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The government may classify pharmaceuticals as essential, but not its supply chain. The industry may take a hit if packaging and printing units are classified as non-essential. The government can go sector by sector and remove blockages, but it will take forever. This command-and-control decision making will not work for the economy. The lockdown has destroyed the supply chain and sucked out the liquidity in a matter of weeks. The panic due to the infomedic is reflected in the financial markets. This is a time for civil society, government and business to work together.
The change in behavior whether social distancing, isolation, or lockdown cannot succeed with diktats. The system has to see civil society as an active collaborator on the ground. It’s time that the 100 per cent tax deduction for non-profit is made a reality to enable a fund flow and action on the ground.
The equity market foretells the disaster ahead. Relief packages of $24 bn are inadequate to revive the economy. The US has announced a $2 trillion package, and that is more than twice the $700 billion allocated for the troubled asset relief programme in 2008. Throwing money solves the problem, it’s a band aid to the ecodemic and will not stop the decline. The lockdown has broken the basic rules of contract and this is scaring the market. Borrowers are using the moratorium granted by the government to renege on dues, the judiciary is going with it, considering the extraordinary situation at hand. If the situation persists, the NPAs will mount — and this time it won’t just be a few large borrowers, but also will involve millions of small borrowers. It won’t be a few countries, it will be the global economy hence collaboration, cooperation needs to happen at global level too. (IANS)
By Prerana Agarwal Saxena
In all the wedding excitement, it's easy to overlook the impact a wedding has on the environment. While everyone is making their big fat Indian wedding dreams come true, they are also adding their carbon footprint and undue energy consumption. Modern couples are now looking for ways to have a wedding with a sustainably conscious mindset. It's become about incorporating less waste, locally sourced and seasonal food, natural materials over the use of plastic. Mindful wedding planning and decor includes the use of recycled paper and goods along with eco-friendly venue needs. Check out this quick guide to achieve a sustainably conscious wedding without compromising on luxury:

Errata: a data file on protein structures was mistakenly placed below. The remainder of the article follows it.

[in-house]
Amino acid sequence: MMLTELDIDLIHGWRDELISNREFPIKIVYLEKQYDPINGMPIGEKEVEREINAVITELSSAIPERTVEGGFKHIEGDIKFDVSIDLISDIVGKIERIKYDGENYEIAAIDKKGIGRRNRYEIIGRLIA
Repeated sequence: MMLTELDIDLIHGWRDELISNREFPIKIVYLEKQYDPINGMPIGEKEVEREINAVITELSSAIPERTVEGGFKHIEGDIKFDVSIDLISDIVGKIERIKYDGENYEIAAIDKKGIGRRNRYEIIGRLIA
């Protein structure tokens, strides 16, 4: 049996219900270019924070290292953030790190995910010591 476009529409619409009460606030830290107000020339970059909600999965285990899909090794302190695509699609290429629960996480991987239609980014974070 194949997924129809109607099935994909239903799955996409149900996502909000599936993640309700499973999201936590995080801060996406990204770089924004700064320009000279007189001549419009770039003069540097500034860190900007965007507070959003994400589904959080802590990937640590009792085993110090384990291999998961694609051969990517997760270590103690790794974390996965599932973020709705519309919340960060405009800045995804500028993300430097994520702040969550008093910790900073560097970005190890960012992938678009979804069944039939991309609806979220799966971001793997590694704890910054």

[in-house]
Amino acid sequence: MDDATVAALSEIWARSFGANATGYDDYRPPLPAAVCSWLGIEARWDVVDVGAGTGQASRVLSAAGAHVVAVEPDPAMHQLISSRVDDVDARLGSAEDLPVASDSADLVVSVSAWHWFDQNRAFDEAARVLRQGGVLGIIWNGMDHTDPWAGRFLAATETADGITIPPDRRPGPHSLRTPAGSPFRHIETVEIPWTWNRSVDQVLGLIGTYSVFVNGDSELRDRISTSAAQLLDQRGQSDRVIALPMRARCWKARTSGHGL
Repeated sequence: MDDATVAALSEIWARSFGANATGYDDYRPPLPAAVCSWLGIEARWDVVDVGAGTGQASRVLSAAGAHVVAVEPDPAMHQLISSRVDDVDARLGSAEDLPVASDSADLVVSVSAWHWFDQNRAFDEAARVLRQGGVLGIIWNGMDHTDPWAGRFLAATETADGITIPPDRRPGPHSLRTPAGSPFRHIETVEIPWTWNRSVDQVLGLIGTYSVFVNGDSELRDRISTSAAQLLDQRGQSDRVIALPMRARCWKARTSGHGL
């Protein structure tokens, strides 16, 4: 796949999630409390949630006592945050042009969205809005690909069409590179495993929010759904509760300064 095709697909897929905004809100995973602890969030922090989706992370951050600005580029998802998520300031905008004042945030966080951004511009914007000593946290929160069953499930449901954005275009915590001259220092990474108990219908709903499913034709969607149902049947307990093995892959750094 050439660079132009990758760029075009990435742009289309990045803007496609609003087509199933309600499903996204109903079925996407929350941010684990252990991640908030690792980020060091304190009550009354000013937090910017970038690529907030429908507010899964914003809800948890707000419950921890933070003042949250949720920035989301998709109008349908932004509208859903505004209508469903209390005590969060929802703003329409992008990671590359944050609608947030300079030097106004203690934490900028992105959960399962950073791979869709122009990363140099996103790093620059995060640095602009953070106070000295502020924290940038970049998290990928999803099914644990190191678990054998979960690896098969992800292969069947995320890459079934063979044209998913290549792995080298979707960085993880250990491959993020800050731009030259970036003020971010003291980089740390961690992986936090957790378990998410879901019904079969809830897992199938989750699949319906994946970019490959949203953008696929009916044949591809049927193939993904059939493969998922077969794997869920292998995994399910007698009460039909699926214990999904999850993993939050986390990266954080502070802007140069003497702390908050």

Choose locally sourced material to uplift artisans
Sustainable can be luxurious too, incorporate some native flavour into the decor and theme. With the use of locally sourced materials and local artisans coming into play, the wedding instantly becomes sustainable. Include the work of local vendors ensure minimal packaging requirements, thus saving on unnecessary plastic and lamination. It also decreases the need for transporting elements from other cities and hence lowers the carbon footprint. For instance, at one of our weddings, we made use of sand art for a setup in Jodhpur. This helped promote local work while also being environmentally friendly with zero wastage of other materials. In another instance from Rajasthan, the traditional glass-blown technique was used to build decor items while giving a cultural touch to the destination wedding.
Sustainable can be luxurious too, incorporate some native flavour into the decor and theme. | Photo by Jason Coudriet on Unsplash
Say yes to recycling
One should be mindful and avoid the use of plastic and other non-recyclable materials in decor wherever possible. It can be a small step such as making a conscious switch from plastic water bottles to copper jugs or glass bottles. Also use artificial floral decor thus minimising the wastage produced from real flowers. This recyclable decor is then donated to various NGOs, further ensuring sustainable use of resources. Such steps, however small they might be, keep the environment free from the release of any additional carbon footprint.